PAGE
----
2.4 The Next Shoe Drops

Book Two / 4

The court convened for a scheduled status conference in early April.  Myers had already filed his motions for discharge of his current standby attorney, and for reassignment of his case to another court.  He was insisting that the judge grant them both.  Myers’ mental health examination hadn’t yet happened though, which meant that the judge couldn’t determine his competence to proceed.  Until that determination was made, the court could take no action on any of his motions.

Myers, however, was unable to understand the judge’s explanation of the situation.  At this status hearing the judge tried explaining to him one more time that he was required by law to reserve ruling on the two motions.  He could not address them at this hearing, he instructed, but he would set them aside and rule on them as soon as the issue of his competency had been resolved.

Myers still could not understand.  Rather than using the opportunity to check in with the judge and update him on the developments of his discovery, he instead spent half an hour accusing the judge of lying to him, and of using the pending competency evaluation as an excuse for refusing to rule on his motions.  He left the courtroom convinced of the judge’s desire to rig the proceedings, and exercise bigotry and bias against him.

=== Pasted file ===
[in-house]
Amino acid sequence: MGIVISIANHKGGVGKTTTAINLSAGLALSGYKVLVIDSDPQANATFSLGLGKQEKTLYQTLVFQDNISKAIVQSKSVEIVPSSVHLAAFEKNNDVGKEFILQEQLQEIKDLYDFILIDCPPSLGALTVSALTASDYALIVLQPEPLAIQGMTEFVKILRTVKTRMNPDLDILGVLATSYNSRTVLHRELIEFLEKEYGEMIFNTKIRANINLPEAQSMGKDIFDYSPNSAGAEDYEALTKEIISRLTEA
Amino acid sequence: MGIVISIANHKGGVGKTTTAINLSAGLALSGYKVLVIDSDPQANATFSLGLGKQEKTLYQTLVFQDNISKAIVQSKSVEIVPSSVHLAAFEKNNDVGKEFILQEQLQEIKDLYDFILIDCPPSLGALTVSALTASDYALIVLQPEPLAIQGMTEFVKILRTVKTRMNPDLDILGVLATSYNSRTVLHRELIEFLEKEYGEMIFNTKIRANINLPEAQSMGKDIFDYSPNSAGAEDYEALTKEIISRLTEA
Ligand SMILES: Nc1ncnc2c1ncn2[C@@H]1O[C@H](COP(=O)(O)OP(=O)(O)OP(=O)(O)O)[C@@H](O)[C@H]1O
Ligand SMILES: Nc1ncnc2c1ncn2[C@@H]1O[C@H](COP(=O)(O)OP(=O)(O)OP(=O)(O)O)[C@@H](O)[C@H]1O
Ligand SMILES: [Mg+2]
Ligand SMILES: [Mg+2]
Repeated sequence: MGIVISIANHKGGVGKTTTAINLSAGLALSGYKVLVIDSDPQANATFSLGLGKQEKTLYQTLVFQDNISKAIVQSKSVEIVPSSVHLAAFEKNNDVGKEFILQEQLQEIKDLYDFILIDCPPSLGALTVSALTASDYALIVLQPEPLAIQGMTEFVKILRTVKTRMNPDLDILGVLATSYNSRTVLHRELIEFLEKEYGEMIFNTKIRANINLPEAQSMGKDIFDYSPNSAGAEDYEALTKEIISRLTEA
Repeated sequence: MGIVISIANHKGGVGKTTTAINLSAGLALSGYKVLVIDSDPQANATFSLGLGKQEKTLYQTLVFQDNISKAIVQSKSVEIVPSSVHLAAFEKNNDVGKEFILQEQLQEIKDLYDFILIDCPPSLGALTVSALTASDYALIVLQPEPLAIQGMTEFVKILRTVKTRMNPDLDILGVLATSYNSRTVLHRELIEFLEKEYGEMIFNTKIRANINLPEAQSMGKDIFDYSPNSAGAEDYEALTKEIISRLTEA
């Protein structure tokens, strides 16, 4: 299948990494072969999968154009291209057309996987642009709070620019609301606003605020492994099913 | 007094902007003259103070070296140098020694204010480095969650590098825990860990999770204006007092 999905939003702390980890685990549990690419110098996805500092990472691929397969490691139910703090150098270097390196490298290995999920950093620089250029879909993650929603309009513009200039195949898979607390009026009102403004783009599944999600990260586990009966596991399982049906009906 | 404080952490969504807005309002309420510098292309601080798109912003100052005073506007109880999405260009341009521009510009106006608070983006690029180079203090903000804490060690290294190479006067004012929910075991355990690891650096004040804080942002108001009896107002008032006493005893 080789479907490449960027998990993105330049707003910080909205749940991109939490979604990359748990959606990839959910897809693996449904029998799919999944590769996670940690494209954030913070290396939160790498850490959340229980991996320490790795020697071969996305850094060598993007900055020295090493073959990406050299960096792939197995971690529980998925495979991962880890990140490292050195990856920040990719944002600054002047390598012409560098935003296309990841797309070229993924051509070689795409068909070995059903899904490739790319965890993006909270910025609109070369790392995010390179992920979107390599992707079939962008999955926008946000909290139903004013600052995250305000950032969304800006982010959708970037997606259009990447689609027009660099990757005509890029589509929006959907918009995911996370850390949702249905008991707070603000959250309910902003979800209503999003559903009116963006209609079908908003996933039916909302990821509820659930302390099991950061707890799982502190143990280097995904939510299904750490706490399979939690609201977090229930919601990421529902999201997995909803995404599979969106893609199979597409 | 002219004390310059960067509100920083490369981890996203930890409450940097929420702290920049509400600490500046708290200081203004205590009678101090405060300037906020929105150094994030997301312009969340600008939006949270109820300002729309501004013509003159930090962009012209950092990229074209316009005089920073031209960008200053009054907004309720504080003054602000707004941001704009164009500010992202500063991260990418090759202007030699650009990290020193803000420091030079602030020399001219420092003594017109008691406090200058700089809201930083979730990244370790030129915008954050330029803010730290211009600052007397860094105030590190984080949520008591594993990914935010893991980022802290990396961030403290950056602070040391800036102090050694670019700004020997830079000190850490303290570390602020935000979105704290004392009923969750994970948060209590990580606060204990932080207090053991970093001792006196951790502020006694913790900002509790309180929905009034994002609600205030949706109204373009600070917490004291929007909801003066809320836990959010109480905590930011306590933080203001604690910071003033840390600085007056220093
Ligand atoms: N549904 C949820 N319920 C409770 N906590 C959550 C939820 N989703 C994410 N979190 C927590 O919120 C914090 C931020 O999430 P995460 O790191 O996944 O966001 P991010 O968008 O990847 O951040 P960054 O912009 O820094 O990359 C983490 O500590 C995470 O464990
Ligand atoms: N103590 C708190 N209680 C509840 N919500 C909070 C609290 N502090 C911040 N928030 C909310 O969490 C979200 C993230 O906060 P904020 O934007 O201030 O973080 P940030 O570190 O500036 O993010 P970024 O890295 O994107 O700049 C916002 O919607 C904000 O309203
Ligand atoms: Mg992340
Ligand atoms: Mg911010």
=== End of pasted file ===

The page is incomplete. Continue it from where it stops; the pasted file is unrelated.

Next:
On April 13, a few days after the status conference, Myers wrote another letter to the court from his jail cell.  In the letter he characterized the judge’s inability to address his motions as a willful refusal, and as part of an ongoing battle, “a complete ruse by the official of the court” to discredit him.

By this time Myers had motioned two separate courts on three occasions for a mental health examination to prove his incompetence to stand trial.  He had finally obtained what he sought, and as a legal consequence the court had been required to put on hold any further action in the case until competence was established.  Myers, however, could see in the court’s actions only an attempt to obstruct his defense and deny him justice.  He seemed incapable of perceiving any motivation other than the one he needed to reinforce his belief in the corruption of the courts.

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The examination that the judge had ordered back in March finally began on April 14.  On April 30th the examining psychologist filed with the court a fourteen-page Forensic Mental Health Report.  He began by noting that the first words out of Myers’ mouth had been complaints that the court was treating him unfairly and setting him up.  Myers would return to this theme throughout the psychologist’s interview of him, defaulting to this perceived unfairness of others as the reason for his inability to get anywhere in his defense.